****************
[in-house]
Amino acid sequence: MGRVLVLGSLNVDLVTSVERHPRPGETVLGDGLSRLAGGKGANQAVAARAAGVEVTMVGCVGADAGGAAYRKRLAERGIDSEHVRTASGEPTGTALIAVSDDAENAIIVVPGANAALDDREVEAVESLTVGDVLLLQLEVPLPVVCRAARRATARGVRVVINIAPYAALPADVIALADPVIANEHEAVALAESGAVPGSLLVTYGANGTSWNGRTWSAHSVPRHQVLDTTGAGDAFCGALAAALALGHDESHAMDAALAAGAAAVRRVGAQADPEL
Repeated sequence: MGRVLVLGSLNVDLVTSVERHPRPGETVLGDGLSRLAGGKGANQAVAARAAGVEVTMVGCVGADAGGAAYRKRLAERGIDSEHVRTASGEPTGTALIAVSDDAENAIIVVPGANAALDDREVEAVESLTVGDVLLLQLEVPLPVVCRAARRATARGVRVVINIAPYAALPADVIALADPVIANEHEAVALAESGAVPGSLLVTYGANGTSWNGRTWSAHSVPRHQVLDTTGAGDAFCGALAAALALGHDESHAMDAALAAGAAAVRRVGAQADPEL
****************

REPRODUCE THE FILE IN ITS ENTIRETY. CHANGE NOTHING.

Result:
[in-house]
Amino acid sequence: MGRVLVLGSLNVDLVTSVERHPRPGETVLGDGLSRLAGGKGANQAVAARAAGVEVTMVGCVGADAGGAAYRKRLAERGIDSEHVRTASGEPTGTALIAVSDDAENAIIVVPGANAALDDREVEAVESLTVGDVLLLQLEVPLPVVCRAARRATARGVRVVINIAPYAALPADVIALADPVIANEHEAVALAESGAVPGSLLVTYGANGTSWNGRTWSAHSVPRHQVLDTTGAGDAFCGALAAALALGHDESHAMDAALAAGAAAVRRVGAQADPEL
Repeated sequence: MGRVLVLGSLNVDLVTSVERHPRPGETVLGDGLSRLAGGKGANQAVAARAAGVEVTMVGCVGADAGGAAYRKRLAERGIDSEHVRTASGEPTGTALIAVSDDAENAIIVVPGANAALDDREVEAVESLTVGDVLLLQLEVPLPVVCRAARRATARGVRVVINIAPYAALPADVIALADPVIANEHEAVALAESGAVPGSLLVTYGANGTSWNGRTWSAHSVPRHQVLDTTGAGDAFCGALAAALALGHDESHAMDAALAAGAAAVRRVGAQADPEL